Congressman Steve Cohen

Representing the 9th District of Tennessee

Cohen Introduces Bill to Prevent Employers from Using Credit Checks to Hire or Fire Employees

January 20, 2011
Press Release

WASHINGTON, D.C. – Congressman Steve Cohen (TN-9) recently introduced legislation that would prohibit employers from using credit checks as part of the hiring process.

“Using a job applicant’s credit history to deny employment is not fair because personal credit history is not an accurate predictor of job performance,” said Congressman Cohen.  “We should be doing everything in our power to help people find jobs during these tough economic times – not hinder them.”

Congressman Cohen authored the Equal Employment for All Act (H.R. 321) to prohibit employers from using credit checks as part of the hiring process unless the position sought involves national security, FDIC clearance or tremendous financial responsibility.

According to Society for Human Resource Management, the number of U.S. employers conducting pre-employment credit checks is on the rise, up from 36 percent to 43 percent.  However, unless the job position involves significant financial responsibility, a perspective employee’s credit score has not proven to be an accurate predictor of future job performance.

The Equal Employment Opportunity Commission (EEOC) has repeatedly acknowledged that the use of credit checks to screen out job applicants may disproportionately impact women and minorities, and therefore could be evidence of workplace bias.

This practice also poses a significant barrier to finding employment during tough economic times.  In recent months, more than one million Americans have lost their jobs and now are struggling to pay their bills on time.  Now, they're caught in a vicious cycle: To pay down their debt they need a job, but they can't get hired because of their debt.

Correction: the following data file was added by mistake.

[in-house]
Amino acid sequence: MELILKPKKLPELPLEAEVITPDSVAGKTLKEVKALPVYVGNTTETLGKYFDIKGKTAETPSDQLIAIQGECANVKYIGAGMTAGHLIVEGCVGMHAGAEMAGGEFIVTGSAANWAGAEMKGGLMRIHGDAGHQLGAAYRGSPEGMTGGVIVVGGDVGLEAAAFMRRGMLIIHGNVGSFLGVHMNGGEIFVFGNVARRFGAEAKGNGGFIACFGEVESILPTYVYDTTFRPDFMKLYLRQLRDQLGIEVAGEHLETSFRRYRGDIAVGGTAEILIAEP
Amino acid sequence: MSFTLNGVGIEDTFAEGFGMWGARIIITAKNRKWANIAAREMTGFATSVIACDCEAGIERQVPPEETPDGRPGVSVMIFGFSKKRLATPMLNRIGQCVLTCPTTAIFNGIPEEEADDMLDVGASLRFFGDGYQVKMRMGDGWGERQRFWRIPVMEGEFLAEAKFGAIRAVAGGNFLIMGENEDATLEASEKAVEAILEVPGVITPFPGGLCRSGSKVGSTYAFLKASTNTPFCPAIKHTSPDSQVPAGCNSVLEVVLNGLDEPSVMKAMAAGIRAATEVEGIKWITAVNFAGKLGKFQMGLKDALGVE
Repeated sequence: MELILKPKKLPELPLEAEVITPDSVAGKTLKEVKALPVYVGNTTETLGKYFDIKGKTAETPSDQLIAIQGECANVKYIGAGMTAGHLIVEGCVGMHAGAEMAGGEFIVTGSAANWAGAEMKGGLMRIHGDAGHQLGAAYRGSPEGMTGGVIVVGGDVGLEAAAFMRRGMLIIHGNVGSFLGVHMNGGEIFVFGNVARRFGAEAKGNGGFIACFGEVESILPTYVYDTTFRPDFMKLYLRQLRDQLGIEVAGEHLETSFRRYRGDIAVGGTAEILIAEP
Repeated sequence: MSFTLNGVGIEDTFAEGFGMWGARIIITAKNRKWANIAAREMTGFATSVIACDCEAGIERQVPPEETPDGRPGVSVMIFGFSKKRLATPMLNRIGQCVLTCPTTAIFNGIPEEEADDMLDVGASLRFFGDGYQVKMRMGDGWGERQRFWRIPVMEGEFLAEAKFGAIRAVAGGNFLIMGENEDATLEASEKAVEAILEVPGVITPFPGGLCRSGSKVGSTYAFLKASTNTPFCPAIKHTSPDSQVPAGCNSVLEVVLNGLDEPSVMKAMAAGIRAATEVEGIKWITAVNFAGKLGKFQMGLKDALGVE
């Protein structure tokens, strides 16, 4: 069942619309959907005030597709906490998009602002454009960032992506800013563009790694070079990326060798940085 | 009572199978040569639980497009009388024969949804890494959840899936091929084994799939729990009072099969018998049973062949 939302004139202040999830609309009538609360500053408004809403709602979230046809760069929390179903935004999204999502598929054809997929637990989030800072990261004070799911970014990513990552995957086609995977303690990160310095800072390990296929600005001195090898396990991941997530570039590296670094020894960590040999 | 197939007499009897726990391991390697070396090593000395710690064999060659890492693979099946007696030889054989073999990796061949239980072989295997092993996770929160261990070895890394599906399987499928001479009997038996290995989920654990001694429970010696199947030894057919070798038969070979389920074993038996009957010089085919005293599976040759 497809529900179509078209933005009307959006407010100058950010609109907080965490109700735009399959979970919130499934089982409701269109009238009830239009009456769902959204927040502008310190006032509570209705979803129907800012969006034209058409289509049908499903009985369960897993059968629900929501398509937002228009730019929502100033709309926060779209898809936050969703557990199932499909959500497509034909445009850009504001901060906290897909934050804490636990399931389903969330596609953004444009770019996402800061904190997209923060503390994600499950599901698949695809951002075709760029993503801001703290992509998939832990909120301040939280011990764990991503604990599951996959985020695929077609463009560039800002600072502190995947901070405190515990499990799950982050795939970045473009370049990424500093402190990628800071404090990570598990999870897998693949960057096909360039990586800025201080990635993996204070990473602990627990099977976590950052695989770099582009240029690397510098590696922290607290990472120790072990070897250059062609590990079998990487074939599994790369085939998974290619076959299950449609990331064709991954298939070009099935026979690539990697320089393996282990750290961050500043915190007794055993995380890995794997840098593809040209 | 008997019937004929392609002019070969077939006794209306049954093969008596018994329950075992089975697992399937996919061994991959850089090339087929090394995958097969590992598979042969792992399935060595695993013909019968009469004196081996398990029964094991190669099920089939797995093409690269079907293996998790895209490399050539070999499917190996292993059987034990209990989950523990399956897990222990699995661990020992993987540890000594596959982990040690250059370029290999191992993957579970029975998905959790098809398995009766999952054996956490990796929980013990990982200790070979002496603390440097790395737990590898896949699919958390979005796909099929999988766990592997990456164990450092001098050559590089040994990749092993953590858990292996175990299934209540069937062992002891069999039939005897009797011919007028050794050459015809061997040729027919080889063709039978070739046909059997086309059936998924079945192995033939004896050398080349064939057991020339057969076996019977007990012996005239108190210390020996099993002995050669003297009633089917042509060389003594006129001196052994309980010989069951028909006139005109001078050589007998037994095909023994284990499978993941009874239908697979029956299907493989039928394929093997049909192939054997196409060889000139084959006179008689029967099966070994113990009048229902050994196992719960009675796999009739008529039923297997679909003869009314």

The Equal Employment for All Act would amend the Fair Credit Reporting Act to prohibit the use of consumer credit checks against prospective and current employees for the purposes of making adverse employment decisions. 

The legislation would provide several exceptions to permit a consumer credit report: (1) when the consumer applies for or currently holds employment that requires national security or FDIC clearance; (2) when the consumer applies for, or currently holds, employment with a state or local government agency which otherwise requires use of a consumer report; (3) when the consumer applies for, or currently holds, a supervisory, managerial, professional or executive position at a financial institution; (4) where otherwise required by law.

The measure is supported by more than 25 organizations, including the NAACP, NAACP Legal Defense and Educational Fund, National Organization for Women, National Consumer Law Center, Leadership Conference on Civil Rights, National Fair Housing Alliance, Consumer Action, National Association of Consumer Advocates, Unite Here, National Employment Law Project, U.S. Public Interest Research Group, Legal Action Center, National H.I.R.E. Network, Community Legal Services of Philadelphia, Center for Economic Justice, Asian American Justice Center, Communication Workers of America, AFL-CIO, Lawyers’ Committee for Civil Rights Under Law, International Union, United Automobile, Aerospace & Agricultural Implement Workers of America, National Employment Lawyers Association, National Partnership for Women and Families, National Women’s Law Center and Women Employed.